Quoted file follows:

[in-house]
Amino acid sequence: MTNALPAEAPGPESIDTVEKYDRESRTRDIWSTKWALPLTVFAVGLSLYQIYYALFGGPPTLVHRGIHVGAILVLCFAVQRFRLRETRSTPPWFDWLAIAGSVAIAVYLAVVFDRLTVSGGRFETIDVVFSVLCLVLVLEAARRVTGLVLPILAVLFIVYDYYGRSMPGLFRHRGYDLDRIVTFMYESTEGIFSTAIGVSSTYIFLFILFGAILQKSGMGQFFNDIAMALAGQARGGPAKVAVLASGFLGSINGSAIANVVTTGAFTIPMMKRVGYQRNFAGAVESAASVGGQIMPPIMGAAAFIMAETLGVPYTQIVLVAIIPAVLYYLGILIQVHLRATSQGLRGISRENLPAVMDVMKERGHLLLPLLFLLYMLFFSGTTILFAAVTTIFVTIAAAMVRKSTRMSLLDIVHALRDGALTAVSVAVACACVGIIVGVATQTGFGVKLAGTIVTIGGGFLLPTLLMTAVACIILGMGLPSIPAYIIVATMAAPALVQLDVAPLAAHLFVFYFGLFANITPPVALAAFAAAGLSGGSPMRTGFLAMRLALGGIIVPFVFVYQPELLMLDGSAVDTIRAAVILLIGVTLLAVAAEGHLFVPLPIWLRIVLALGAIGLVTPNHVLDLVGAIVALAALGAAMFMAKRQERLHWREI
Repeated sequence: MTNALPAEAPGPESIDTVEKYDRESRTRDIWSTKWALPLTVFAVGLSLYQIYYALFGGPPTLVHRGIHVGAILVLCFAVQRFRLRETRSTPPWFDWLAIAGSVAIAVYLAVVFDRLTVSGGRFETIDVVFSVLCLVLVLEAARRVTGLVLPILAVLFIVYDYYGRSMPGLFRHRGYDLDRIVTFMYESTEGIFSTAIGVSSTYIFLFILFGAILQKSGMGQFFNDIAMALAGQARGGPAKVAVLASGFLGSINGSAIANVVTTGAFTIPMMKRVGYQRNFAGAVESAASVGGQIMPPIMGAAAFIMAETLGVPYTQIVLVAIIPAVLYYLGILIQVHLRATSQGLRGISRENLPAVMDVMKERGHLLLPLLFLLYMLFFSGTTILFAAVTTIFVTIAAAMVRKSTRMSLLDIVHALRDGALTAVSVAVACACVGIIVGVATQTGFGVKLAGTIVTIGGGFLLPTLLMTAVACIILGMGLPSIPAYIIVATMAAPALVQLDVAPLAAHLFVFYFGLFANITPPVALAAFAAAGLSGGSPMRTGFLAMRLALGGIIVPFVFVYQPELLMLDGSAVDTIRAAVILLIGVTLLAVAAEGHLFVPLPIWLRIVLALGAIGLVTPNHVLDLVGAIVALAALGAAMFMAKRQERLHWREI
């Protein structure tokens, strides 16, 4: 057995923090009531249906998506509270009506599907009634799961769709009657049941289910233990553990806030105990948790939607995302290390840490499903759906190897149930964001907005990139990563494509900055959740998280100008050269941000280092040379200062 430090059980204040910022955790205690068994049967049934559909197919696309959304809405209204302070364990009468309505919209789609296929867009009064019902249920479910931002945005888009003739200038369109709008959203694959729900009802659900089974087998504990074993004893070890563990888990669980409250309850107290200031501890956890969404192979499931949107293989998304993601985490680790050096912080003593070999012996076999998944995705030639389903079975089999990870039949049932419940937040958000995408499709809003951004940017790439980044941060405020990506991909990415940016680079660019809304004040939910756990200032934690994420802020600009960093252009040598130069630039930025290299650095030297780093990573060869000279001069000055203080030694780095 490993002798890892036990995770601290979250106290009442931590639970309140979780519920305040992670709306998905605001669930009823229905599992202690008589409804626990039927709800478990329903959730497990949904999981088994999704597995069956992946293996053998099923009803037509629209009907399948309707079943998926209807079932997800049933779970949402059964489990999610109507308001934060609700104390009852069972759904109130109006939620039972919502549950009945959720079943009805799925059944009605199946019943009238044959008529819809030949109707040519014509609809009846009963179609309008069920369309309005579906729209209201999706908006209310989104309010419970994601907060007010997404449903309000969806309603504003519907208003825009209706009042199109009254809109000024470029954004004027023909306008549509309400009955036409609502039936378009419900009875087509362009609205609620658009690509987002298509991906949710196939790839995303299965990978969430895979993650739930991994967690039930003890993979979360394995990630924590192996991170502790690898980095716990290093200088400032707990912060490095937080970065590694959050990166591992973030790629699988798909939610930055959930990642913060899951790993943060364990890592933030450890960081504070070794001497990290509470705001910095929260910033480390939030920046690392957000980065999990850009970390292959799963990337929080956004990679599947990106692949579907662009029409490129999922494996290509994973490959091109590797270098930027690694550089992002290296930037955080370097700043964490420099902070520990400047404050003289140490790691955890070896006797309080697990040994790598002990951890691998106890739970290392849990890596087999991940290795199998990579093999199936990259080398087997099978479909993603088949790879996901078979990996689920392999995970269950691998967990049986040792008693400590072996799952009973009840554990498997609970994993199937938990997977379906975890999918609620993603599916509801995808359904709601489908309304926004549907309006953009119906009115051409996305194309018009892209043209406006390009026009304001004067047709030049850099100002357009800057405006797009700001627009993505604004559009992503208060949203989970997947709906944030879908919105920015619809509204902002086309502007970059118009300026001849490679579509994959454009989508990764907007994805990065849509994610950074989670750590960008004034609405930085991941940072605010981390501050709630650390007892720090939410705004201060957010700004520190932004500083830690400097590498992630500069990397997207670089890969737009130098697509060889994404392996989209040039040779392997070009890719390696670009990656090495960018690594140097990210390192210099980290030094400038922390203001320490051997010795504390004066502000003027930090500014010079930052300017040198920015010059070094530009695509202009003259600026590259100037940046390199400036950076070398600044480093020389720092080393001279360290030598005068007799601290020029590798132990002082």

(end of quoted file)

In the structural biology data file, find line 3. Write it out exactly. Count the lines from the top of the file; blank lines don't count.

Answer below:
Repeated sequence: MTNALPAEAPGPESIDTVEKYDRESRTRDIWSTKWALPLTVFAVGLSLYQIYYALFGGPPTLVHRGIHVGAILVLCFAVQRFRLRETRSTPPWFDWLAIAGSVAIAVYLAVVFDRLTVSGGRFETIDVVFSVLCLVLVLEAARRVTGLVLPILAVLFIVYDYYGRSMPGLFRHRGYDLDRIVTFMYESTEGIFSTAIGVSSTYIFLFILFGAILQKSGMGQFFNDIAMALAGQARGGPAKVAVLASGFLGSINGSAIANVVTTGAFTIPMMKRVGYQRNFAGAVESAASVGGQIMPPIMGAAAFIMAETLGVPYTQIVLVAIIPAVLYYLGILIQVHLRATSQGLRGISRENLPAVMDVMKERGHLLLPLLFLLYMLFFSGTTILFAAVTTIFVTIAAAMVRKSTRMSLLDIVHALRDGALTAVSVAVACACVGIIVGVATQTGFGVKLAGTIVTIGGGFLLPTLLMTAVACIILGMGLPSIPAYIIVATMAAPALVQLDVAPLAAHLFVFYFGLFANITPPVALAAFAAAGLSGGSPMRTGFLAMRLALGGIIVPFVFVYQPELLMLDGSAVDTIRAAVILLIGVTLLAVAAEGHLFVPLPIWLRIVLALGAIGLVTPNHVLDLVGAIVALAALGAAMFMAKRQERLHWREI